News Releases from Headquarters›Water (OW)
Trump Administration and Partners Designate Arizona’s Rio Salado as the 20th Urban Waters Federal Partnership Project
EPA and federal partners will provide technical assistance and capacity-building opportunities to help revitalize the waters and community
Tempe, Ariz. (September 1, 2020) — Today, at an event hosted by Arizona State University, U.S. Environmental Protection Agency (EPA) Administrator Andrew Wheeler with Secretary of the Interior David Bernhardt, U.S. Senator Martha McSally (R-AZ), U.S. Congressman Paul Gosar (AZ-04), and other federal, state and local partners commemorated the designation of the Rio Reimagined-Rio Salado Project in Arizona as the 20th Urban Waters Federal Partnership (UWFP) location. With this designation, federal, local and tribal partners will work together to improve surface water quality and foster a connection between the river and residents of the surrounding area—helping to strengthen communities, promote economic development and protect the river ecosystem as a valued natural and cultural asset.
“EPA understands the importance of investing in projects that better connects people and communities to their water resources,” said EPA Administrator Andrew Wheeler. “Selecting the Rio Reimagined project will bring a strong and sustained federal focus to this waterway and the people it serves, which in turn will foster many great environmental and economic benefits.”
The Department of the Interior plays a tremendously important role in urban and natural landscapes across all 50 states of our great nation,” said U.S. Secretary of the Interior David L. Bernhardt. “I am delighted to join in celebrating the designation of the Rio Salado as the location of the 20th Urban Waters Federal Partnership.”
“Water is life. The importance of this program to Arizona and the Phoenix area cannot be understated and today’s announcement on Rio Reimagined is a step in the right direction in building partnerships on water. In Arizona and much of the West, water is often about fighting over rights and access, instead of fighting, today we can come together today to work to together to make both of those issues better. EPA’s leadership to bring this coalition together shows that this leadership knows how to find solutions and making progress possible for the people of Arizona,” said Rep. Paul A. Gosar (R-AZ).
“The Urban Waters Federal Partnership designation will help promote enhanced water quality and access, reconnect communities to their waterways, and foster sustainable water stewardship and management,” said EPA Pacific Southwest Regional Administrator John Busterud. “This represents a major step forward toward EPA’s urban waterways goals in the Pacific Southwest region.”
“The USDA Forest Service, through our contributions to the Urban Waters Federal Partnership, is proud to work alongside communities in the Rio Reimagined project to accomplish their economic and environmental goals,” said Vicki Christiansen, Chief of the USDA Forest Service. “We are committed to sustaining our nation’s forests, grasslands and watersheds through such partnerships that engage people directly in shared stewardship of their natural resources.”
“ASU has long championed the role that waterways can play in invigorating the economy, recreational options and overall quality of life in a region,” said ASU President Michael Crow. “We are proud to lead this ambitious endeavor to foster transformational connectivity and enhance Arizona’s natural beauty, sustainability, health and prosperity. The UWFP will empower river communities with the improved capacity, resources and expertise to yield success.”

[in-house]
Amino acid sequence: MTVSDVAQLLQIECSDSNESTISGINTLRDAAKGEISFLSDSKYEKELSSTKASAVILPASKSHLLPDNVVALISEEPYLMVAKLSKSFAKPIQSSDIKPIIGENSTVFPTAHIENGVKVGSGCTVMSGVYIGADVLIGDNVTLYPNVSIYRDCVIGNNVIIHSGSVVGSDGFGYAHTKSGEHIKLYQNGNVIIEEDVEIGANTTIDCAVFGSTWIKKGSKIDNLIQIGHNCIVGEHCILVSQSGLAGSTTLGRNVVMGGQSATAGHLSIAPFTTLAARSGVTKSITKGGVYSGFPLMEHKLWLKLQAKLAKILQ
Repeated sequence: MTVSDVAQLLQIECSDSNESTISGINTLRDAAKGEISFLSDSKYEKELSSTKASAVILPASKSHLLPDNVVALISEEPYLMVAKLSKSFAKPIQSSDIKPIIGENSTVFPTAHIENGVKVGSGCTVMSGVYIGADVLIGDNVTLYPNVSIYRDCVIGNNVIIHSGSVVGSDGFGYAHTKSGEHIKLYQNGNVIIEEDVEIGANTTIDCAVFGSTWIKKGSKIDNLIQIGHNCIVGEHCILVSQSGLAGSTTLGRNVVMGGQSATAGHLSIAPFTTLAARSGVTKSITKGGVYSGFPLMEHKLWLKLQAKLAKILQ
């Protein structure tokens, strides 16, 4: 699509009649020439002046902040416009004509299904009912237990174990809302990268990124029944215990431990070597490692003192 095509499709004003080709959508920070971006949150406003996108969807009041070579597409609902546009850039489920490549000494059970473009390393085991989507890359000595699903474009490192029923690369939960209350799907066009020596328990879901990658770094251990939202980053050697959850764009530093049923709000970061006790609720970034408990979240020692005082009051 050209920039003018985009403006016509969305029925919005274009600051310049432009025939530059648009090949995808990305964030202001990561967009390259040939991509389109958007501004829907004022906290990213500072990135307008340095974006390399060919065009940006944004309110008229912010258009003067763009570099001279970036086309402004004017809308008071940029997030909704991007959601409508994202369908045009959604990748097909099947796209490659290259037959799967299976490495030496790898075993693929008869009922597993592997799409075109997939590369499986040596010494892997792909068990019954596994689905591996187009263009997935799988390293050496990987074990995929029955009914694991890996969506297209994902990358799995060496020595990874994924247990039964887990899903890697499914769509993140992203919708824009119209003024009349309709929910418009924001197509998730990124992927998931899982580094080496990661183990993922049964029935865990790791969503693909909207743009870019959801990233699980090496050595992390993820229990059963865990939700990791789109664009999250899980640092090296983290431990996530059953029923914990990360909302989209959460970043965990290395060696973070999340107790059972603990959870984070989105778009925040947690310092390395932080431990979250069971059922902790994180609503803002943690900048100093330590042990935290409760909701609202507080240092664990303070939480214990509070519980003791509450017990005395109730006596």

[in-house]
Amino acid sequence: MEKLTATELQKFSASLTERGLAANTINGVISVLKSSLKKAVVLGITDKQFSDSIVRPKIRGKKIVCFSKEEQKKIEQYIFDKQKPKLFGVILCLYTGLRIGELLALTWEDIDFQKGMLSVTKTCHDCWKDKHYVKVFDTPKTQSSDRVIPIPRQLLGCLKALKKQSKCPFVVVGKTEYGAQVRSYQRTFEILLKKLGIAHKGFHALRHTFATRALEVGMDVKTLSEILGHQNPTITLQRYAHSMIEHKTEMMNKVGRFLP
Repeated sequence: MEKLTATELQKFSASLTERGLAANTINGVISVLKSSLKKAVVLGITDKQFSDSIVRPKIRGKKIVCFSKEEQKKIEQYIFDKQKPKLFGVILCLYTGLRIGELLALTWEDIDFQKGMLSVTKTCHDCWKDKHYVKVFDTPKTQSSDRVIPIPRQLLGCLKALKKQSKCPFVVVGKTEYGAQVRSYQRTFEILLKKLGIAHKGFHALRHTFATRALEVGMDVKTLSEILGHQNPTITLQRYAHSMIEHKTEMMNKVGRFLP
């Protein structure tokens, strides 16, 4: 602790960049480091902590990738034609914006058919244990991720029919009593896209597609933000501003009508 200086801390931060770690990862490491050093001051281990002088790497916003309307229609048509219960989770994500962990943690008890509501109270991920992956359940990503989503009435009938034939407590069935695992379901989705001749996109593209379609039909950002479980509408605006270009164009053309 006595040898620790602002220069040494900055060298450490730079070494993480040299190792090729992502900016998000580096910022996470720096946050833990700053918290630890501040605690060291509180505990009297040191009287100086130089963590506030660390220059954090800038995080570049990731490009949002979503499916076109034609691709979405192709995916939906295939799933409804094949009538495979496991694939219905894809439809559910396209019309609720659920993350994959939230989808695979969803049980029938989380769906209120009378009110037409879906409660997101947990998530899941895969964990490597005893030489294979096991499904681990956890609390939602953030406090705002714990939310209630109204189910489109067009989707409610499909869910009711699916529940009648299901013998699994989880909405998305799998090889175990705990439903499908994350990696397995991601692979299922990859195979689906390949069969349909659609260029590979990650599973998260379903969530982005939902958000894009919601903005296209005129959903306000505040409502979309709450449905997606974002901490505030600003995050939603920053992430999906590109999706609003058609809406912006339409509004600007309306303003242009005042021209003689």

“The Valley of the Sun exists because of Native American tribes who ingeniously transported water across the valley floor through an innovative canal system,” said Phoenix Mayor Kate Gallego. “The river helped to create our community and we are thrilled that with this influx of resources, we can reinvigorate this area which runs through six cities and two tribal communities.”
Spearheaded by Arizona State University, the Rio Reimagined-Rio Salado project spans 58 miles of the Lower Salt and Gila Rivers, including six cities and two Native American communities in the metro Phoenix area. Local, federal and tribal partners will work collaboratively to achieve economic, environmental, health, wellness and recreation goals for the benefit of community residents. The designation will result in continued Federal assistance through access to learning network resources, information on funding opportunities, and technical assistance from federal partners. Inclusion in the UWFP will support existing efforts by the eight river communities and support these stakeholders in restoring their waterways in a way that creates diverse benefits for all.
For more information on the Rio Reimagined project: www.rioreimagined.org.
For more information on the UWFP visit the Urban Waters website: www.urbanwaters.gov.
The Urban Waters Federal Partnership is a coalition of fifteen federal agencies working collaboratively to restore waterways and their environments, boost recreation, help local economies, create jobs and protect Americans’ health. Since 2011, federal partners have worked collectively in 19 locations across the country to more effectively leverage and coordinate federal resources, strengthen the capacity of local partners, and facilitate the sharing of best practices to revitalize waterways. Each partnership location is driven by local needs and priorities, and many locations have supported projects in green infrastructure, education and outreach, river access improvement and water quality monitoring. All locations work actively with partners to implement collaborative solutions to complex water problems.